Tuesday, November 30, 2010

Buying it Used, Even Under Duress!

I said before that I try to find things used if I absolutely need to buy something. . .

Last year in June, I fell off a 4 ft ladder while trying to remove a light fixture in our bathroom and broke two bones in my foot.  The human body/brain instinctivly tries to protect the head (which was my only thought in that split second before I landed), so my foot ended up in an unnatural position under my body, I think.  I quickly realized that I was going to have a hard time trying to get around on crutches, because they make you hurt pretty bad under the arms from the pressure, as well as being unsafe when you are getting tired from trying to stay standing on one good leg.  What to do?

My husband suggested getting a wheelchair, but should I? A new one was running at a minimum of $200. You could rent one for about $2.00 a day, which comes to $60.00 a month for God knows how long.  Oh yeah, let's check Craigslist!  A quick search while laying in bed turned up a model that looked brand new for $30.00!  A quick call to the seller lined up an appointment for my husband to go pick it up on the way home from work.  It had belonged to a young man who had wrecked his motor cycle but quickly recovered from his injuries. 

I used it for about a month, so that's a savings of $30.00 over the rental fees.  It still looks barely used, and I'm sure we could sell it for the exact same price as we had paid, which will make it free to us.  We are holding on to it for the time being in case my father-in-law who's had knee replacement surgery may need it later as he is getting along in his years.  It is amazing what is out there if you take a little time to look!

Monday, November 29, 2010


Spam went on for sale at Kroger for $1.50 a can, so it's time to stock up. It normally hovers around $2.00 - $2.30 at any grocery store, so this is a good buy.  The timing was perfect as I was down to our last 7 cans from the previous time they went on sale.  Last time, I believe it was around $1.25, so that's inflation for you!  I try to buy as much as I think I will use in a year's time (though the expiration date on the can is for about 3 years into the future).  I think I purchased around 30 cans last time, so I'll probably purchase the same amount again.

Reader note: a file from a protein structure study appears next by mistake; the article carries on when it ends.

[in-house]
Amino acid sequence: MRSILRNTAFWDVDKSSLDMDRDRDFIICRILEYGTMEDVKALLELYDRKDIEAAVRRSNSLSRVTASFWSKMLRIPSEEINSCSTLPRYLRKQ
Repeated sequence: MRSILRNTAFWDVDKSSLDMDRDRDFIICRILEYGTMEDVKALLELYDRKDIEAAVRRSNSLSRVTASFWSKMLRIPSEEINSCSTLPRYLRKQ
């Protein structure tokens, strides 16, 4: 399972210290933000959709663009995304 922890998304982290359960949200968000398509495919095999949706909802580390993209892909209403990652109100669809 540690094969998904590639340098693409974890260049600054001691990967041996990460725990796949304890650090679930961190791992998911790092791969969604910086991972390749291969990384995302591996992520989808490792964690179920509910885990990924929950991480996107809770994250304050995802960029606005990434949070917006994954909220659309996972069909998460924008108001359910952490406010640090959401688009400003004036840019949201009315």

I know Spam has a bad reputation as it is highly salted and processed, so you don't want to make a habit of eating it everyday, but it has its' place in a good food storage pantry. You can eat it right out of the can if you absolutely must, and it is quite good in small quantities or as a flavor enhancer in other dishes.  Due to my Japanese upbringing, I think it is quite comparable to the salted salmon fillets I used to eat with rice when growing up.  I normally use it diced in fried rice for my sons who love Spam prepared that way. Other than that, it is usually a trusty standby for times when I have no bacon in the fridge and I have to get breakfast on the table on the weekends.  Did you know the State of Hawaii consumes the most Spam per capita of any other place in the U.S.? Weird, but true.

Thursday, November 18, 2010

Locking in the Interest Rate

I went to our bank yesterday to lock in a new interest rate for our preexisting home equity loans that we had taken out two years ago when we were renovating our home. We had two outstanding loans out, one fixed and one adjustable.  My husband was getting nervous that the rates might be going up soon and wanted the assurance of predictability.  After an hour, I walked out of the bank with the security knowing we locked in a lower interest rate and a lower monthly payment. That means that we will be able to knock out that loan sooner because we will be making extra payments over the minimum amount due. 

Our ultimate goal is to be completely debt-free.  In hindsight, we should have saved the money needed for projects in advance before we started it.  We now know better.  The additional work we have done since then have been on a cash basis.  That's the reason we still have unfinished projects, but it does not worry me in the least.  It will get done. . .eventually.  We went to visit Biltmore Estate in North Carolina this past summer, and were told during the tour that even that "house" had an unfinished room that was boarded up and never used when the Vanderbilts lived there!  I don't plan on not getting our projects done, but we can wait a while longer.  No big hurry.  For the time being, we have security in knowing that we will not be hit with an unexpected rate hike on the loan.

Wednesday, November 17, 2010

Pasta Update

Remember the 128 pounds of pasta I purchased for my food storage last weekend? I purchased 170 packages of the pasta in 12 oz packs for 38 cents each. That cost me $64.60 for the lot.  I was at the store today and noticed they were still "on sale" for $1.00 a pack (I think the regular price is about $1.30). If I purchased the same amount today, it would cost me $170.  That is a savings of $105.40 off of today's "sale" price! 

Goes to show, just because something is on sale does not make it the best deal.  One needs to know the price of the items you use on a regular basis to know if the "sale" is really a good deal!  Generally, grocery stores will have "loss leaders" most weeks to entice shoppers to come in and hopefully purchase other items at the regular price (in case you don't know, a loss leader is an item the store will have on sale at cost or at a price lower than what it costs them to purchase it from the distributor).